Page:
Last Opportunity to Comment on New CMS Final Rule That Will Negatively Impact Home Infusion Reimbursement

The Centers for Medicare and Medicaid Services (CMS) has issued a notice in the Federal Register on the previously debated home infusion rule. The rule originally proposed in July focused primarily on two sections, “Requirements for Home Infusion Suppliers” and “Accreditation for Home Infusion Therapy Suppliers.” The rule as written has the potential to drive Medicare and Medicaid beneficiaries to more hospitals and nursing home visits, thus increasing costs.

The “Requirements for Home Infusion Suppliers” section has caused the most industry concern since it includes definitions for an infusion drug administration calendar day and the required services of a home infusion supplier. This part of the rule states:

Therefore, we proposed to define in regulation that ‘infusion drug administration calendar day’ refers to payment for the day on which home infusion therapy services are furnished by skilled professional(s) in the individual’s home on the day of infusion drug administration. As we stated in the proposed rule, we believe this to mean skilled services as set out at 42 CFR. 409.32. This regulation states that the skilled services furnished on such day must be so inherently complex that they can only be safely and effectively furnished by, or under the supervision of, professional or technical personnel.”

The new final rule also describes how CMS will maintain its prior proposed limit on reimbursement to “the day on which home infusion therapy services are furnished by skilled professionals in the individual’s home.” Additionally, the final rule summarizes the case-mix methodology refinements for home health services beginning on or after January 1, 2020, which includes the elimination of therapy thresholds for payment and a change in the unit of payment from a 60-day episode to a 30-day period. These final rule changes are materially negative to private home infusion companies.

Fortunately, CMS is allowing the industry one last chance to issue comments on this final rule. The comment period ends on December 31, 2018.

This is the industry’s last opportunity to voice concerns to CMS regarding the negative impact of this final rule. Frier Levitt Government Affairs, LLC (FLGA) can help practices formulate their concerns to send to CMS, as well as help create a strategy if CMS maintains its position. Contact FLGA today to plan your next steps before the December 31st deadline.

New CMS Payment Model Will Impact Hospitals, Manufacturers, and Infusion and Oncology Providers

CMS IPI Blog Post

The Centers for Medicare and Medicaid Services (CMS) has announced a new payment model that seeks to reduce out of pocket costs for patients. This payment model arises out of the Administration’s American Patients First Blueprint that was released earlier this spring. CMS is providing this notice of its new proposed payment model via an Advance Notice of Proposed Rulemaking, meaning the formal proposed rule will be introduced in the immediate future.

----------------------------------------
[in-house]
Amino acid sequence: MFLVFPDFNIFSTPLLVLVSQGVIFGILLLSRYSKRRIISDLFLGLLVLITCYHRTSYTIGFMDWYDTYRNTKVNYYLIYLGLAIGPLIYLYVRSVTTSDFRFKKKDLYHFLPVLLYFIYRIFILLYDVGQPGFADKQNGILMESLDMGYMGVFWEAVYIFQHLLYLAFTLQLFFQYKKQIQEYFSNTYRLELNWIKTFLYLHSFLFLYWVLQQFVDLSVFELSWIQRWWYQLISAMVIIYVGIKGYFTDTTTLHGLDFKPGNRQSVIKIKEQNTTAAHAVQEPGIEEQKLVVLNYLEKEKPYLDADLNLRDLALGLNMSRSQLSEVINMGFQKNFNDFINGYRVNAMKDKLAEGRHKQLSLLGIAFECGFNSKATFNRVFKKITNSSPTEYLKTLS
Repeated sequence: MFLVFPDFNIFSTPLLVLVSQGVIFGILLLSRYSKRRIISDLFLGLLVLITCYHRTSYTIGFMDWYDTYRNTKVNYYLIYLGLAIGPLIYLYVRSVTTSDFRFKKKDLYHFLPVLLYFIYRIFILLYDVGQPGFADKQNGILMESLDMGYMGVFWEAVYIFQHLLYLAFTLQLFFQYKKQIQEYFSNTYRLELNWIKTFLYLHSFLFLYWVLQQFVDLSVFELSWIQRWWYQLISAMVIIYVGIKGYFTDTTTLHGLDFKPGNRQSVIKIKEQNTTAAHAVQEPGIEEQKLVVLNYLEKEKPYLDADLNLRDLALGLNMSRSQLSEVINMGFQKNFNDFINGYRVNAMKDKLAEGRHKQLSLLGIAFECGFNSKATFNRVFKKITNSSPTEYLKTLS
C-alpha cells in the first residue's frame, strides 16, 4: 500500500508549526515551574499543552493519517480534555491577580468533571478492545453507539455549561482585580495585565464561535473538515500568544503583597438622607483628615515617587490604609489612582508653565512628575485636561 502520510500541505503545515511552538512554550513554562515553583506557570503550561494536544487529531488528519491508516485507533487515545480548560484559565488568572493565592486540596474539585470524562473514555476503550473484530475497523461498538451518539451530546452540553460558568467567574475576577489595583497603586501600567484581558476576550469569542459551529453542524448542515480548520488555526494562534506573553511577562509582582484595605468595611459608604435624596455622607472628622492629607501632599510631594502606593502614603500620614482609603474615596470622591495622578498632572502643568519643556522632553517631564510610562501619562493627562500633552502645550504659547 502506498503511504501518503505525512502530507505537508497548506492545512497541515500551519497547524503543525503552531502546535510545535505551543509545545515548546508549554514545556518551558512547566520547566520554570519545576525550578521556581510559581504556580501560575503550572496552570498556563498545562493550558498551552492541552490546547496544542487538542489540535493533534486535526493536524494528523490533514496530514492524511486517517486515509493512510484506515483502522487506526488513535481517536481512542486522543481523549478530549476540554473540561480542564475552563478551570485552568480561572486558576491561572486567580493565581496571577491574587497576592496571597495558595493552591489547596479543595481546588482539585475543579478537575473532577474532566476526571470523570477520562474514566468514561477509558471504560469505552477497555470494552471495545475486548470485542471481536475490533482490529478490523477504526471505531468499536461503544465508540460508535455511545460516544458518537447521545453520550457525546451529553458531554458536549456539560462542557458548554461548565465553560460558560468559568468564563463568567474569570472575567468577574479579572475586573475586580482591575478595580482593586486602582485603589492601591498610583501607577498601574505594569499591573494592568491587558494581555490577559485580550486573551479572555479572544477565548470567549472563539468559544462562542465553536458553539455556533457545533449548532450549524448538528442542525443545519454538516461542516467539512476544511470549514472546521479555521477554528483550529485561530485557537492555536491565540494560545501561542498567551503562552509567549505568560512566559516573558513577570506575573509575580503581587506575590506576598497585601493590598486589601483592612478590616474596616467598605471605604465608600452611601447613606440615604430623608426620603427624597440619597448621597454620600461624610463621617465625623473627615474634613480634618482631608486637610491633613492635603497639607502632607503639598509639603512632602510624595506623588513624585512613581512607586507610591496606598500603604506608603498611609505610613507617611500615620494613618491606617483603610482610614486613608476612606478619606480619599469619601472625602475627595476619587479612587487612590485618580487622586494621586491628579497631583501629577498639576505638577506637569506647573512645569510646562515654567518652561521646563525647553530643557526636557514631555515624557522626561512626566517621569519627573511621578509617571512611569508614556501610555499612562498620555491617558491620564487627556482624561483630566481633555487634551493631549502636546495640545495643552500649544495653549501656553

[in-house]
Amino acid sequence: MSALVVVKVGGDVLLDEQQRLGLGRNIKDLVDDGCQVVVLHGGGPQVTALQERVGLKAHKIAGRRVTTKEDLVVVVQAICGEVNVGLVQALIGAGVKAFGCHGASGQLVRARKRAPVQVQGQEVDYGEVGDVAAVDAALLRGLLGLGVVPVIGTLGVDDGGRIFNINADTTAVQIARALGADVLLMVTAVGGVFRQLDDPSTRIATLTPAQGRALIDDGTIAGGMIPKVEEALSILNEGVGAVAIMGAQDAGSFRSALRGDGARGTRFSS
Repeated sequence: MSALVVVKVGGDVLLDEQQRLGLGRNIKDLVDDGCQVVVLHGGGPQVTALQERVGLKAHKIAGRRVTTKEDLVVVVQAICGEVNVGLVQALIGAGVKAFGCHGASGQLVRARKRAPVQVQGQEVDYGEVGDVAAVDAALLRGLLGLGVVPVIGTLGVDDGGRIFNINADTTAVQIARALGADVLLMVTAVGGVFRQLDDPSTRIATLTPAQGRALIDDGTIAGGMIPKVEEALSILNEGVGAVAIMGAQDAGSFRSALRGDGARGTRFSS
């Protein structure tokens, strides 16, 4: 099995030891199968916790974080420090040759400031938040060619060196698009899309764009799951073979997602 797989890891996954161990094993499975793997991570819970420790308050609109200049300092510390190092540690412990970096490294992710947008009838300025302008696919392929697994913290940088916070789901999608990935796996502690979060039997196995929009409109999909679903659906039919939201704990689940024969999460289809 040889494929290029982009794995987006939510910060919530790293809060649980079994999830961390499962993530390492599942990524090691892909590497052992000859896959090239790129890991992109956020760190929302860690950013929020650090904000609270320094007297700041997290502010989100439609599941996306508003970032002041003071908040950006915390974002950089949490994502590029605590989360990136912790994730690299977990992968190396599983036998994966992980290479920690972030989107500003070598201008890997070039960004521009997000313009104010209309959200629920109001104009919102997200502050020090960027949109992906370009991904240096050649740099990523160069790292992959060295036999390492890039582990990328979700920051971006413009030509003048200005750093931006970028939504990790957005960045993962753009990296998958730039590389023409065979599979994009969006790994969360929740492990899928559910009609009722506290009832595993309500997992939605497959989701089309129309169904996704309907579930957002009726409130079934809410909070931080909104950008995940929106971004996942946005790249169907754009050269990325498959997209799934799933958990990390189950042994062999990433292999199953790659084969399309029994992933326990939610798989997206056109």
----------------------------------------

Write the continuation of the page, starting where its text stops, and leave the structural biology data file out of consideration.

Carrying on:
CMS’ proposal to lower drug prices will be in three stages. First, the agency will be introducing the “international pricing index” (IPI payment model) where Medicare’s payments for select physician-administered drugs covered under Part B would shift to a level more closely aligned with prices in other countries. Overall savings for American taxpayers and patients are projected to total $17.2 billion over five years. The IPI model would apply to 50 percent of the country, and would cover most drugs in Medicare Part B, which includes physician-administered medicines such as infusions. The model would draw on HHS analysis comparing the U.S. against 16 other nations to benchmark the selected drugs against.

Secondly, taking recommendations from MedPAC, the Administration will experiment with having private sector vendors negotiate with manufacturers for drug prices under the Medicare Part B program, to mimic how payers negotiate drug prices under Medicare Part D. This approach will be piloted in certain geographic areas where there will be mandatory participation for physicians and hospitals. Vendors under this proposal would aggregate purchasing, seek volume-based discounts, and compete for providers’ business, creating a competitive marketplace.

Lastly, CMS is attempting to change prescribing incentives for physicians to prescribe lower costs medications. Under CMS’ proposal, physicians will be transitioning away from a percentage reimbursement to a flat fee. This is mirrored on the reimbursement discussed under the previous Administration’s vision of a flat fee for oncologists, and an idea that has been consistently advocated since by MedPAC.